It’s customary in an M&A transaction to have a team of in-house and outside legal counsel working together to get a deal done. While external counsel typically has strong procedural expertise and is often crucial in the successful completion of a deal, it can be considerably more costly, especially for larger deals. Though according to Eaton & Van Winkle partner Rudolph Houck, “the biggest factor in generating legal fees is not the size of the purchase price but rather the risks and complexity of the transaction.”
Because of this reality, M&A practitioners, buyers, and sellers have the incentive to structure their legal teams such that each lawyer has a particular piece of the transaction on which to work based on his/her expertise. Beyond understanding each lawyer’s strengths, knowing the strengths and weaknesses of the lawyer types will aid in determining who should lead the deal.
Typical Strengths of Outside Counsel:
- Deep M&A expertise
- More likely to be industry-agnostic, thus can draw experience and parallels across industries
- May work faster because of experience and the incentive to move to other deals
- May have more negotiation experience
Typical Strengths of In-House Counsel:
- Know the company history intimately
- Understand how a merger or sale fits with the company and owner’s strategy
- Will bring domain expertise
- Outside counsel could negatively affect the dynamic of negotiation, as in-house counsel are more likely to be viewed as “friend” rather than “foe”
Even if tasks are delegated effectively, dividing M&A deal work can nonetheless cause friction to arise, as lawyers who may never have worked together before must collaborate under pressure. The inevitable collaboration-conflict balance makes the case for proper delegation and great leadership even more pertinent. If lawyers become frustrated because the tasks are not properly divided to maximize the use of counsel’s expertise, it can cause loss of time and money. If the lawyers become vexed about the deal because of a miscommunication, it can cause inefficiency and slowdown. No matter how the tasks in an M&A process are divided and whether an in-house or external counsel is chosen to lead the deal efforts, the two groups need to work together, and there are best practices to encourage collaboration.
1. Delegate Early
Martin Collins, Vice President of Corporate Development at Bloom Energy, says that in order to align all lawyers on the project, divide tasks early rather than late. This best practice is key because, regardless of who is in charge, it will enable the team to foresee problem areas. That is important because last minute hold-ups can cause legal costs to balloon. Delegating early also allows whoever is overseeing the process to empower the other lawyers to surface any concerns before these brewing problems become hindrances to deal progress. Finally, delegating early provides a buffer for M&A deal-makers; if an external lawyer is chosen to lead the deal efforts but it is not going smoothly, there can be time to make a change in leadership without detrimentally affecting the progress of the deal.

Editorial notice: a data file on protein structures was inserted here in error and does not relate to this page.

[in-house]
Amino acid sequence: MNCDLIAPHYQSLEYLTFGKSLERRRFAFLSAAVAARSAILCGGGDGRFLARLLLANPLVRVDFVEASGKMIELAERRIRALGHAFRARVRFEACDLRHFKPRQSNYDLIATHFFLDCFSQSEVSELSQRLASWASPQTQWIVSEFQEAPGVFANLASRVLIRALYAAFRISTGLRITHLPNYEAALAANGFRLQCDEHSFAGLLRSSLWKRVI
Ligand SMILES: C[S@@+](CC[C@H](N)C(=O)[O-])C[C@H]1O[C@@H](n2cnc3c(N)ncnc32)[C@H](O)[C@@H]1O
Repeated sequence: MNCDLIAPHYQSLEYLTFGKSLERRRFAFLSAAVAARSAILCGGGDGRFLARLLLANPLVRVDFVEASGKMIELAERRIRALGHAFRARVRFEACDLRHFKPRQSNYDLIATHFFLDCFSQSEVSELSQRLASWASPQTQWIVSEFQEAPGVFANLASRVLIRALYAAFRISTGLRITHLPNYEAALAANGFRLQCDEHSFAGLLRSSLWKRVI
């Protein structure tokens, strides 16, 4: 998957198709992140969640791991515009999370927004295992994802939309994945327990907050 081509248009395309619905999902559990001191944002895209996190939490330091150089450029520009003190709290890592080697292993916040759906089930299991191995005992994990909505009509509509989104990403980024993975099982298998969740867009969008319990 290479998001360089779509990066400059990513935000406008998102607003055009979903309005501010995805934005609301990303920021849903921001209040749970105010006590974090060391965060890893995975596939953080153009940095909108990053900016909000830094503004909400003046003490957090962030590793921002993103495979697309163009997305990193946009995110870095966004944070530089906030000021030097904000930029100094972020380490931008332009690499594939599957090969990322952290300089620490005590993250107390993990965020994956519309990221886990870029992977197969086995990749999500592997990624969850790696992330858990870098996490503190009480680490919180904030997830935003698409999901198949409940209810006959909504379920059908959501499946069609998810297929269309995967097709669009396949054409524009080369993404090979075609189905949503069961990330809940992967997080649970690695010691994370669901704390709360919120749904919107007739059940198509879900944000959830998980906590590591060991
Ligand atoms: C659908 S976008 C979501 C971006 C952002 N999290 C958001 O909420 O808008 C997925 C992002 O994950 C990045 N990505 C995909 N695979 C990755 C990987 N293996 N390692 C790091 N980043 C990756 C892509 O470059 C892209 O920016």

2. Stay Organized
When multiple lawyers are viewing and editing documentation for the deal, it is important to stay organized so everyone is able to provide advice and know that their expertise is being utilized. Productivity tools abound to help with this best practice. For example, Google Docs, a free, online tool from Google, can help with tracking revision history and accommodating multiple, simultaneous editors, so deal-makers are not trying to balance dozens of copies of the same document or clause with illegible edits from counsel in the page margins. Often, external counsel will already have the proper vendors in place (for document sharing, data rooms, and more) to best accommodate staying organized.
3. Regular Communication
Communicating effectively and frequently is a key best practice for external and internal counsel who work together. Chris Ferazzi of Porter & Hedges LLP recommends daily or weekly phone conference calls between in-house and outside counsel to align on deal progress and outstanding tasks. He also suggests to send frequent updates via email, noting that the frequency of communication will vary based on the stage of the deal process. Ultimately, whoever is appointed to lead the legal effort on an M&A deal, whether in-house or external counsel, must be a comfortable and robust communicator.
Do you have other advice from the field in balancing assignments between in-house and external counsel? Leave a comment below or email us at firstname.lastname@example.org. We’d love to hear from you.